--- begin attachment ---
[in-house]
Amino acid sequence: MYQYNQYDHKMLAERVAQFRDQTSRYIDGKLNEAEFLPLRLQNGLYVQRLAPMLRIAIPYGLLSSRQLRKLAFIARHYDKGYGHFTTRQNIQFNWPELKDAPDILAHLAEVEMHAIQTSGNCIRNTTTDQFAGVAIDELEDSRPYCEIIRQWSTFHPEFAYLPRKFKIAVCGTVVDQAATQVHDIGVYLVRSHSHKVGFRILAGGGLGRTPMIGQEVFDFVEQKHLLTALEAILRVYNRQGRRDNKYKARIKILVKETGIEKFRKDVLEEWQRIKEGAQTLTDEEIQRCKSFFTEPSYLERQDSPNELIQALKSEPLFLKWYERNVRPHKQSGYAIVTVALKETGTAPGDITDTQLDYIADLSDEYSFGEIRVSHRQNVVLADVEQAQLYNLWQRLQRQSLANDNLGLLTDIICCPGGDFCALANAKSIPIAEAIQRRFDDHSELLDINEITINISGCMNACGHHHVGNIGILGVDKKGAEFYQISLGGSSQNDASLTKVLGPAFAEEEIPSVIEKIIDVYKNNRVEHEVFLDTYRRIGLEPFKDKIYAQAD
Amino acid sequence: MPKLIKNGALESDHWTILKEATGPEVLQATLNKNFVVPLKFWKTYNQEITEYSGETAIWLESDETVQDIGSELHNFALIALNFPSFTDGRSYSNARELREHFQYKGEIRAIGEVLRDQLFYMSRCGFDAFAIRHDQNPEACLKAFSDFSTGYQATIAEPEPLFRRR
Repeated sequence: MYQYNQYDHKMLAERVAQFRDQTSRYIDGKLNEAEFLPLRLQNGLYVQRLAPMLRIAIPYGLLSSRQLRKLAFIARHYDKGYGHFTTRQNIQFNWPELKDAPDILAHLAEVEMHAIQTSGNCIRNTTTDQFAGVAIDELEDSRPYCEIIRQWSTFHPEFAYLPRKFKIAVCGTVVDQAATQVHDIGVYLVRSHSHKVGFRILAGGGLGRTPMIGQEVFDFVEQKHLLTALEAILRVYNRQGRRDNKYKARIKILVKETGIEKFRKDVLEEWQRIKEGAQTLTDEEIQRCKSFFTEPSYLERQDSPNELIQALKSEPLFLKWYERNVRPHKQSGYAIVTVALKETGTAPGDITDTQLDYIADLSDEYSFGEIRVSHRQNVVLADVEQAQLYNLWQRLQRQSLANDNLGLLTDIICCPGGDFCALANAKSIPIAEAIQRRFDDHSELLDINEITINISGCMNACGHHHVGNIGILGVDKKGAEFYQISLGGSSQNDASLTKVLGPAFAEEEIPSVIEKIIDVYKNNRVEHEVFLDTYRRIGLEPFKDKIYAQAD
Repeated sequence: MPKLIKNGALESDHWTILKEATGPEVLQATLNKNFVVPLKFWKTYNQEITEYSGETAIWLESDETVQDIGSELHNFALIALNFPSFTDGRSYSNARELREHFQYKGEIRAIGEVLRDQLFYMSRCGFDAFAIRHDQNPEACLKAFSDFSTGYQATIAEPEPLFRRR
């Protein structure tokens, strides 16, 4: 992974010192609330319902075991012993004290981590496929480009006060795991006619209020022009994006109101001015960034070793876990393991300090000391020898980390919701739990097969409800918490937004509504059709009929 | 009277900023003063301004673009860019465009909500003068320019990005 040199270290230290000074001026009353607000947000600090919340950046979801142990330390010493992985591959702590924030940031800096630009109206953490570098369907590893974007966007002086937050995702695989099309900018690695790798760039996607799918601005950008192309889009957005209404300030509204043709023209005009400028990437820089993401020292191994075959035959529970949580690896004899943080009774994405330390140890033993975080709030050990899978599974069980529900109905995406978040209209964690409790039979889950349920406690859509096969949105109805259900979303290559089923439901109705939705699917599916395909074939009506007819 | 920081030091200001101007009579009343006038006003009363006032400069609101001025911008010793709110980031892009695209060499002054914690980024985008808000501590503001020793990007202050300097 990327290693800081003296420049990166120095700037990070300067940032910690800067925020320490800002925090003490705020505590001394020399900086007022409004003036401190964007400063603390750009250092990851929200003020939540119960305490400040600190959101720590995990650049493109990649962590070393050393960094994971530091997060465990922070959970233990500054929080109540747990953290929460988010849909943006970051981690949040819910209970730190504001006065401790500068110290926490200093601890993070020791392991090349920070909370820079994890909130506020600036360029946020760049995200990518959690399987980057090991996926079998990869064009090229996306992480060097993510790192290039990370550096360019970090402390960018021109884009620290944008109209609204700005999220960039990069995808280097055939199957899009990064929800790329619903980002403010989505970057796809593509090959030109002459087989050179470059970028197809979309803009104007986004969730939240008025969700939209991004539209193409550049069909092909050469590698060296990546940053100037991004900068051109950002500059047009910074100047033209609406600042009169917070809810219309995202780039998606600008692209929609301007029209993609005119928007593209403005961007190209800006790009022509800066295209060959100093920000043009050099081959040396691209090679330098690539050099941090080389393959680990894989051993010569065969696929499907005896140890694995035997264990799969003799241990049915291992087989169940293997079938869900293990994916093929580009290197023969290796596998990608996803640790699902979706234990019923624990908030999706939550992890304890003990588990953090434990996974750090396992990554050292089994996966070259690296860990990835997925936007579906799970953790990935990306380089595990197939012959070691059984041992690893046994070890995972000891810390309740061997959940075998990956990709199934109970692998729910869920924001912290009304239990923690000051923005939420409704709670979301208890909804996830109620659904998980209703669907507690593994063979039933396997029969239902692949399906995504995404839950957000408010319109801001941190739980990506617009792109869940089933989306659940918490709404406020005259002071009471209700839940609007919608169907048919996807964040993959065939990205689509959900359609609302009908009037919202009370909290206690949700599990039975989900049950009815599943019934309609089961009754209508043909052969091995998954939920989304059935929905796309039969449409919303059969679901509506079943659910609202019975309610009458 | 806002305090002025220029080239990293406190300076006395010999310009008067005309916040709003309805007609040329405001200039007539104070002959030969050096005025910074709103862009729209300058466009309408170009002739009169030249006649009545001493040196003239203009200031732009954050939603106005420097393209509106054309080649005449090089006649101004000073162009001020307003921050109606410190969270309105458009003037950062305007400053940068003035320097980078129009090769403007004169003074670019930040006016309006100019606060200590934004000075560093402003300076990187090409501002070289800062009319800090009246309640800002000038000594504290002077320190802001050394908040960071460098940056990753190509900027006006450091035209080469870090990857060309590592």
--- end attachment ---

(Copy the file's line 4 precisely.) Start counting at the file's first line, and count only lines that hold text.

Repeated sequence: MYQYNQYDHKMLAERVAQFRDQTSRYIDGKLNEAEFLPLRLQNGLYVQRLAPMLRIAIPYGLLSSRQLRKLAFIARHYDKGYGHFTTRQNIQFNWPELKDAPDILAHLAEVEMHAIQTSGNCIRNTTTDQFAGVAIDELEDSRPYCEIIRQWSTFHPEFAYLPRKFKIAVCGTVVDQAATQVHDIGVYLVRSHSHKVGFRILAGGGLGRTPMIGQEVFDFVEQKHLLTALEAILRVYNRQGRRDNKYKARIKILVKETGIEKFRKDVLEEWQRIKEGAQTLTDEEIQRCKSFFTEPSYLERQDSPNELIQALKSEPLFLKWYERNVRPHKQSGYAIVTVALKETGTAPGDITDTQLDYIADLSDEYSFGEIRVSHRQNVVLADVEQAQLYNLWQRLQRQSLANDNLGLLTDIICCPGGDFCALANAKSIPIAEAIQRRFDDHSELLDINEITINISGCMNACGHHHVGNIGILGVDKKGAEFYQISLGGSSQNDASLTKVLGPAFAEEEIPSVIEKIIDVYKNNRVEHEVFLDTYRRIGLEPFKDKIYAQAD